Since it opened in New York in 2015, the show – a hip-hop musical about the life of American founding father Alexander Hamilton and the American revolution – has sold out its whole run, won the Pulitzer Prize for drama, and was nominated for a record-breaking 16 Tony awards, eventually winning 11.
Hamilton employs a cast of non-white actors to tell the story of the founding of America in a way that looks very different from conventional history textbooks.
“Hamilton,” the hit Broadway musical about colonial rebels shaping the future of an unformed country, took an even more political turn at the end of its performance on Friday night.
With Vice President-elect Mike Pence attending the show, the cast used the opportunity to make a statement emphasizing the need for the new administration of President-elect Donald J. Trump, a Republican, to work on behalf of all Americans.
As the play ended, the actor who played Vice President Aaron Burr, Brandon Victor Dixon, acknowledged that Mr. Pence was in the audience, thanked him for attending.
“Vice President-elect Pence, we welcome you, and we truly thank you for joining us here at ‘Hamilton: An American Musical.’ We really do,” Dixon said to further applause. “We, sir, we are the diverse America who are alarmed and anxious that your new administration will not protect us, our planet, our children, our parents, or defend us and uphold our inalienable rights, sir. But we truly hope this show has inspired you to uphold our American values and work on behalf of all of us. All of us. Again, we truly thank you truly for seeing this show, this wonderful American story told by a diverse group of men and women of different colors, creeds and orientations.”
Mr. Pence was leaving as Mr. Dixon began to read the statement from the stage. A show spokesman said that Mr. Pence stood in the hallway outside the entrance to the auditorium and heard the full remarks.
Mr. Pence made no comment and was photographed smiling as he left the theater. But Mr. Trump, amid meetings on Saturday with possible candidates for White House and cabinet positions, inserted himself into the story with two Twitter posts before 9 a.m.
"Our wonderful future V.P. Mike Pence was harassed last night at the theater by the cast of Hamilton, cameras blazing.This should not happen!" Tweeted Trump.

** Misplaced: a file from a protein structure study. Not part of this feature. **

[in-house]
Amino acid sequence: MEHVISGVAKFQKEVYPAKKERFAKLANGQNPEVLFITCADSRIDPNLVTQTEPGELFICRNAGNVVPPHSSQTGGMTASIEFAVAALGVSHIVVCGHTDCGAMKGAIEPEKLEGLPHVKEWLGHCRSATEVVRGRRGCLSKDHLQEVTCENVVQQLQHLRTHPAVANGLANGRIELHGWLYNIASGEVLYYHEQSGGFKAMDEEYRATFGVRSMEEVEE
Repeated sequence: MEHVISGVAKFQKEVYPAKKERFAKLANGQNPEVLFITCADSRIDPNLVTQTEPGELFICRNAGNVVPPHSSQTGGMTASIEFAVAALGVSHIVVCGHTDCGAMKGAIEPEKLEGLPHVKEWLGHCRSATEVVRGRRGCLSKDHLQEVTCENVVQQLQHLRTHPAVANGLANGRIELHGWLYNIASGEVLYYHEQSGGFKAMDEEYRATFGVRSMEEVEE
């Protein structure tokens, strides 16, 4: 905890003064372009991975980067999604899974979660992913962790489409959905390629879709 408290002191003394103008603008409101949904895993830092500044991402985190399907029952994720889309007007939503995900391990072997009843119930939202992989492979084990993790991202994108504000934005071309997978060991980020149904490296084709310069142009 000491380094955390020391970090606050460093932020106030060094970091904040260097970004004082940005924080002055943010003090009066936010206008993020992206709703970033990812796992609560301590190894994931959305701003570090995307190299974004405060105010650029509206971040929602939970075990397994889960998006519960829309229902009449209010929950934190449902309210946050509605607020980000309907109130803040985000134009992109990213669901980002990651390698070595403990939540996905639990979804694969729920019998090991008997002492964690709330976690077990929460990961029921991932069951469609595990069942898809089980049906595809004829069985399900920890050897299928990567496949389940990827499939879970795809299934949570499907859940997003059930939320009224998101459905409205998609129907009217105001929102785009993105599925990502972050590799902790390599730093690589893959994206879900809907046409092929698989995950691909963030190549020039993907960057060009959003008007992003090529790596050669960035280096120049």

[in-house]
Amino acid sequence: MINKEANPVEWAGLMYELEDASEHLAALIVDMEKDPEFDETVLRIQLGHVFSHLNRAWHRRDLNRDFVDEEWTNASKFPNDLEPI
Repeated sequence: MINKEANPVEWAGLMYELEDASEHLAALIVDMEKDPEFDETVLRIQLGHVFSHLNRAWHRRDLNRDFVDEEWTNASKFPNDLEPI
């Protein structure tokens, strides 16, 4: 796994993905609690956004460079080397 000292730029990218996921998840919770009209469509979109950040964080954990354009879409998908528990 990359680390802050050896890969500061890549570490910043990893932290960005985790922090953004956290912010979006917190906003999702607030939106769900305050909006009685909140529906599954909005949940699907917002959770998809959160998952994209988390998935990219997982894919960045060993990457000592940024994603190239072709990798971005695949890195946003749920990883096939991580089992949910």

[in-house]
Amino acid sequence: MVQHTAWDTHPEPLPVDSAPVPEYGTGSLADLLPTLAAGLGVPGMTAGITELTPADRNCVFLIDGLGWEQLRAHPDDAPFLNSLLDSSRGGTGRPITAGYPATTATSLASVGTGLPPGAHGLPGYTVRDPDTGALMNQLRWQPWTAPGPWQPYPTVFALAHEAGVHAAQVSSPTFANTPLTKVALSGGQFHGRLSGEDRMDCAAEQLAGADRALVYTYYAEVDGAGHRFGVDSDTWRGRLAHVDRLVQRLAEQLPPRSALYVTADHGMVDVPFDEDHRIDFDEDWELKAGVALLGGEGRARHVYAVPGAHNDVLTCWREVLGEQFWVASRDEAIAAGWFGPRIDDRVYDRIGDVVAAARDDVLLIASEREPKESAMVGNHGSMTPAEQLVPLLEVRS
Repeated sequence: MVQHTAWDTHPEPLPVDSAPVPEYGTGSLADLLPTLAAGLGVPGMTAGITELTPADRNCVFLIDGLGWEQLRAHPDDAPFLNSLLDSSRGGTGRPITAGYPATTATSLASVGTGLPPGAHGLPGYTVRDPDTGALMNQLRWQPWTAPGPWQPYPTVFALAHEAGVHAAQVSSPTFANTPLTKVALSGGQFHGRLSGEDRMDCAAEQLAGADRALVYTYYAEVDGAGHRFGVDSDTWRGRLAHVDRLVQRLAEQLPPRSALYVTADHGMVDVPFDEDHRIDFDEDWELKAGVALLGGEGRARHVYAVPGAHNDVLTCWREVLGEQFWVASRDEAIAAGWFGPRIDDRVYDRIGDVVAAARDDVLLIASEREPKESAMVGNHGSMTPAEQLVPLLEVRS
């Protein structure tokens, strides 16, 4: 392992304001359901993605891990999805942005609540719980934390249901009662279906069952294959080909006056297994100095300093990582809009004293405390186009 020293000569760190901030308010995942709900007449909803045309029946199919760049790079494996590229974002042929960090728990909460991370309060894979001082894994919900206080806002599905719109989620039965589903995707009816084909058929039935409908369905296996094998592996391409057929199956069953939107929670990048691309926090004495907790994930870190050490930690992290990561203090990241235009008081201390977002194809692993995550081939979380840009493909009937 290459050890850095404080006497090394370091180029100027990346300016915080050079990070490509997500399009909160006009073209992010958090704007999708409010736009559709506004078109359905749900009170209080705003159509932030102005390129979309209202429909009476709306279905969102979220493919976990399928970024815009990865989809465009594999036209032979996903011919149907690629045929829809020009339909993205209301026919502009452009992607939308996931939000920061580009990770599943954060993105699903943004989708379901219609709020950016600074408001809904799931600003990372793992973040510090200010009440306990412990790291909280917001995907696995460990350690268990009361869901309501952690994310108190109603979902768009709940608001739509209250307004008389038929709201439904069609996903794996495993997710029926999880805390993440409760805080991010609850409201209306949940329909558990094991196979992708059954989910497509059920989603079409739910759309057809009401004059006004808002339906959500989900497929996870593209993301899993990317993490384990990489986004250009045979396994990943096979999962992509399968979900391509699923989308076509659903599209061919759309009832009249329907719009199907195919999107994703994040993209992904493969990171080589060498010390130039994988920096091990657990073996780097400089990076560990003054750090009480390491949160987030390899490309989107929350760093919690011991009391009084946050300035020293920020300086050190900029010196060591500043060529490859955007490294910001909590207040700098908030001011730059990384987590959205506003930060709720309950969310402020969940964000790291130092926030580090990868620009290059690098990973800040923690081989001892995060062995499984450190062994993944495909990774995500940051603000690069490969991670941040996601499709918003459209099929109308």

The statement that Mr. Dixon read was written by the show’s creator, Lin-Manuel Miranda; its director, Thomas Kail; and the lead producer, Jeffrey Seller, with input from cast members, Mr. Seller said.
“We had to ask ourselves, how do we cope with this?” Mr. Seller said. “Our cast could barely go on stage the day after the election. The election was painful and crushing to all of us here. We all struggled with what was the appropriate and respectful and proper response. We are honored that Mr. Pence attended the show, and we had to use this opportunity to express our feelings.”
Mr. Seller said that there was some discussion about whether it was appropriate to inject a political statement into the night, and that those involved decided to wait until the end of the performance. He said no cast members had skipped the performance to protest Mr. Pence’s appearance. Mr. Trump has not seen “Hamilton” or inquired about tickets, Mr. Seller said, adding that the president-elect is “welcome to attend.”
The show’s politics — particularly its celebration of diversity and of the critical role immigrants played in the American Revolution and the early republic — stand in sharp contrast to some of the harsh language about immigrants that Mr. Trump used during the campaign and his focus on appealing to white men with statements about returning America to “the good old days.”